|Made with Olean brand fat replacer.|
So why don't they? I figured now is as good of time as ever to find out. Some quick searching didn't come up with much other than some FDA nonsense restricting it to certain types of foods. No reason why, it just is.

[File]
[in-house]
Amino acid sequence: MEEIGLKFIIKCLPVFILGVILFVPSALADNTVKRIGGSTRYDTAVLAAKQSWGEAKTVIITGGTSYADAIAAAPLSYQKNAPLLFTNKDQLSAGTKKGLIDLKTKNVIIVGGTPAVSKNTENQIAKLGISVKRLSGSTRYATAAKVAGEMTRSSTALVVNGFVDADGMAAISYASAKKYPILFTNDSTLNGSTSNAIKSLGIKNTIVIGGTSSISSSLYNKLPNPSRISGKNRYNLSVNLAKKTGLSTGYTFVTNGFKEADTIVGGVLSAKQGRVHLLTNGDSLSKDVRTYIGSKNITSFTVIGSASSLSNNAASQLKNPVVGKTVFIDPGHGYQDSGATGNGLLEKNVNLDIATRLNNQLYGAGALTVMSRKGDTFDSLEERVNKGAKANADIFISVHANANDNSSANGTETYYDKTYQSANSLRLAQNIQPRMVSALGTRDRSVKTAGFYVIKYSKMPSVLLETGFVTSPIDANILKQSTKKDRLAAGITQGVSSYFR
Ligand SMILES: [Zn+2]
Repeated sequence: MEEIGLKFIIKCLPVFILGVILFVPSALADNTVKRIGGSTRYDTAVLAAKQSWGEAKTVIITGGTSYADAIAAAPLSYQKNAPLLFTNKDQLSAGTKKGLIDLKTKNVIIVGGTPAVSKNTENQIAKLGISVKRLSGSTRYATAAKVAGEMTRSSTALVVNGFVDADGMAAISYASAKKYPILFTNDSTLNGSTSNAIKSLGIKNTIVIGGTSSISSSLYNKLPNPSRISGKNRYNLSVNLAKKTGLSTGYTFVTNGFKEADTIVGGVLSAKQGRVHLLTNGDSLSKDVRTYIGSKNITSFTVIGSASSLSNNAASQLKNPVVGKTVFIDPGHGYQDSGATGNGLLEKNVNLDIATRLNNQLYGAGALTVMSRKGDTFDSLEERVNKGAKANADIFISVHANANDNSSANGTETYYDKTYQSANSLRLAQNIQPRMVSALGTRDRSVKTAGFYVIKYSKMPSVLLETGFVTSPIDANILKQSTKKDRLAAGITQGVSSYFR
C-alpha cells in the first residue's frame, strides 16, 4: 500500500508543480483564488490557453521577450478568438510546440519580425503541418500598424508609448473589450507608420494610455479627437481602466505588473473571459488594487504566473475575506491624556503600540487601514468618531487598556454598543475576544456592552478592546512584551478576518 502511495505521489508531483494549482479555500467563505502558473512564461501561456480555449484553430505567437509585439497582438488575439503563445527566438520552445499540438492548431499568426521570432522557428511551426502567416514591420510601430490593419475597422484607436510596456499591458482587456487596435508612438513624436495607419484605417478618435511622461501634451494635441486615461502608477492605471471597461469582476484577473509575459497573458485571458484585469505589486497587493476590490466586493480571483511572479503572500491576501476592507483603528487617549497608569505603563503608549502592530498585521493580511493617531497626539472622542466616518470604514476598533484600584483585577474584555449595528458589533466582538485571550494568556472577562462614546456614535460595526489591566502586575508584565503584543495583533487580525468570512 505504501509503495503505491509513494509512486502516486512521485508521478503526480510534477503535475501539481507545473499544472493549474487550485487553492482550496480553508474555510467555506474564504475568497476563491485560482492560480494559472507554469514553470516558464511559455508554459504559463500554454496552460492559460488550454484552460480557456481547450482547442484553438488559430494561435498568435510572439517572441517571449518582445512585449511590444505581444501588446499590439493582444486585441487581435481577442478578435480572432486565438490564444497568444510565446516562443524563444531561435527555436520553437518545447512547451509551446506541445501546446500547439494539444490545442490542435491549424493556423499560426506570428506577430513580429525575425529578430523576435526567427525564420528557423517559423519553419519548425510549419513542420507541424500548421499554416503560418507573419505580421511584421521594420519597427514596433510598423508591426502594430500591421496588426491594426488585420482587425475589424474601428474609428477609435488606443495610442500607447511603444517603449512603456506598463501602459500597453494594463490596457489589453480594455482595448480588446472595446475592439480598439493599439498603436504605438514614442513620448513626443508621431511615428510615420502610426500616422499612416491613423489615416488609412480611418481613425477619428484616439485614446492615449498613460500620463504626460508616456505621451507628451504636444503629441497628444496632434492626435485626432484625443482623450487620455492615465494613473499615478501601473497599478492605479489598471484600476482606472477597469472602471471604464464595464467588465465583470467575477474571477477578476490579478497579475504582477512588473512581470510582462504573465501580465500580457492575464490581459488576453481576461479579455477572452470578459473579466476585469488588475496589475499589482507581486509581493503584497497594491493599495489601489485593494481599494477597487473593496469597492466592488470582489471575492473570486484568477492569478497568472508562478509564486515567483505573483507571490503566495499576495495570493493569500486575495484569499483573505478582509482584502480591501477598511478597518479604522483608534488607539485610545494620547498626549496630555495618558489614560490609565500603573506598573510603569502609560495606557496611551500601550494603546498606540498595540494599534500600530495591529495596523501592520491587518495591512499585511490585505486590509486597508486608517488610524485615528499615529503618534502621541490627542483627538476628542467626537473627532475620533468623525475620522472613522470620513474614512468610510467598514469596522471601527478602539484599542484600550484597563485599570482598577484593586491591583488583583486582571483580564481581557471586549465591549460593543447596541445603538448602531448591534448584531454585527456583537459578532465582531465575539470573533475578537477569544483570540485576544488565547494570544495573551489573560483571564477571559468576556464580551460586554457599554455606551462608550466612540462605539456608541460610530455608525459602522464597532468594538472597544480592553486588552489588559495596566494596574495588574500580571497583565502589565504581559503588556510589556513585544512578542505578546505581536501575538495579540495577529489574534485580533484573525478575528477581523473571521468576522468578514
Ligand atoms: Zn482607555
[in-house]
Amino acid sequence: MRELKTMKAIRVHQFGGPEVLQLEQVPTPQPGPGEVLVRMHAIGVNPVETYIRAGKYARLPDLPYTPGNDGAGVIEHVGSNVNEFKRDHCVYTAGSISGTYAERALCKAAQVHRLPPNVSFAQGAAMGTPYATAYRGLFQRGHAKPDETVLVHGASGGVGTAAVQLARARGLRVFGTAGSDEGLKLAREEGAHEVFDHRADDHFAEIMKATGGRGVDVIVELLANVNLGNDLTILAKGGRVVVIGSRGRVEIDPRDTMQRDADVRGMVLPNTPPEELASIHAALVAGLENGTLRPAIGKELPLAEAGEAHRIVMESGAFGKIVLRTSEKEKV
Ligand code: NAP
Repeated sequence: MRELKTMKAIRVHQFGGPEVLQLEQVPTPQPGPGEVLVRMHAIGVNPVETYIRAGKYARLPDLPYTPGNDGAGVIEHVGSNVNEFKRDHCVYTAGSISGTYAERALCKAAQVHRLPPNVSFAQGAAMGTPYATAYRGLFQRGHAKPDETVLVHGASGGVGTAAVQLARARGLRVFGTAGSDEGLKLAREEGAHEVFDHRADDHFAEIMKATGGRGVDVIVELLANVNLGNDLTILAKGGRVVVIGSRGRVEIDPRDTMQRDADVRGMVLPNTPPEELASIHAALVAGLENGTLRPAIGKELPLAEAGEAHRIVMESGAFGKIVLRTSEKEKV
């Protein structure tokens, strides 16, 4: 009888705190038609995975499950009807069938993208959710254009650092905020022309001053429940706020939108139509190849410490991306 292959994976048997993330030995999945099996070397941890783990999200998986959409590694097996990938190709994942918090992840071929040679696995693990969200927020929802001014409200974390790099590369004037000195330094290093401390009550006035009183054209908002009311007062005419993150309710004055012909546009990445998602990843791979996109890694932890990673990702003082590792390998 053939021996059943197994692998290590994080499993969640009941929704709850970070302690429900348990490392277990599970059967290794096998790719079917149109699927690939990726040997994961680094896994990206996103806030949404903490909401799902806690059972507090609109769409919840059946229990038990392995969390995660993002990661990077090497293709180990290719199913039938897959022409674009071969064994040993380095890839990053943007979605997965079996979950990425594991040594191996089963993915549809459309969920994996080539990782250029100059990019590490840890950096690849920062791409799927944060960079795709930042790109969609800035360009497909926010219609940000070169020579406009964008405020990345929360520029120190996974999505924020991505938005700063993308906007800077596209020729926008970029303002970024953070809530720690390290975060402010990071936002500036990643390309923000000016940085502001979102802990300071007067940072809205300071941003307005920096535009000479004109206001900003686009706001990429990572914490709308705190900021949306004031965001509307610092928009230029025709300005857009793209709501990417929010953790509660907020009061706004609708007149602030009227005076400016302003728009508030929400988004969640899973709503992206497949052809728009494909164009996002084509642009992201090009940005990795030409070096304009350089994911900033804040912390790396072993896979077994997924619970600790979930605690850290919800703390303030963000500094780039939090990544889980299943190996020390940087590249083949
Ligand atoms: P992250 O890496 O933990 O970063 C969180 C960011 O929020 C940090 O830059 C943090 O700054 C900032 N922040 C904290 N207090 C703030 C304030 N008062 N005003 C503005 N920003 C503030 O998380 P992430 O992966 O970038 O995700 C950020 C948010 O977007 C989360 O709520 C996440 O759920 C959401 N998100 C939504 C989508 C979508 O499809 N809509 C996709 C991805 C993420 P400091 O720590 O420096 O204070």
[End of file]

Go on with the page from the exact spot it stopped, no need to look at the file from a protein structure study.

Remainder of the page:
A similar ethos appears to be responsible for the agency's reprehensible treatment of the fat substitute, Olestra. Even as government public-health officials are telling us to eat less and exercise more — in order to combat the nation's worsening epidemic of obesity, which now kills 300,000 people a year — they are also restricting an excellent tool for controlling the intake of fat and calories. In 1996, following an eight-year review, the FDA approved Olestra, a cooking oil that adds no fat or calories to food. (Olestra is a molecule of table sugar covalently linked to soybean or cottonseed oil, and is too large for the body to absorb or digest.) But they only allowed its use in chips, crackers, and other ''savory snacks," though Olestra can also be used instead of margarine, lard, butter, and oils in frying, baking, and sauteing. Moreover, Olestra is the most-tested food substance in history, having been subjected to far more trials than most prescription drugs.I then wonder if I can't get it in the US, can I get it outside the US? I admittedly have done this with many regulated substances when I'm frustrated by America's nonsense with itself and food or drugs. I'm not the only one. Talk to any senior citizen within a bus-ride of Canada or Mexico and they'll tell you when to sign up for the slow bus to Tijuana to get cheap prescription drugs, but sadly, I haven't found it's available elsewhere (unless someone knows something I don't). Till that changes, I'll be using my tried and true method of tossing or rubbing my foods in a bowl to lightly coat it in oil and baking.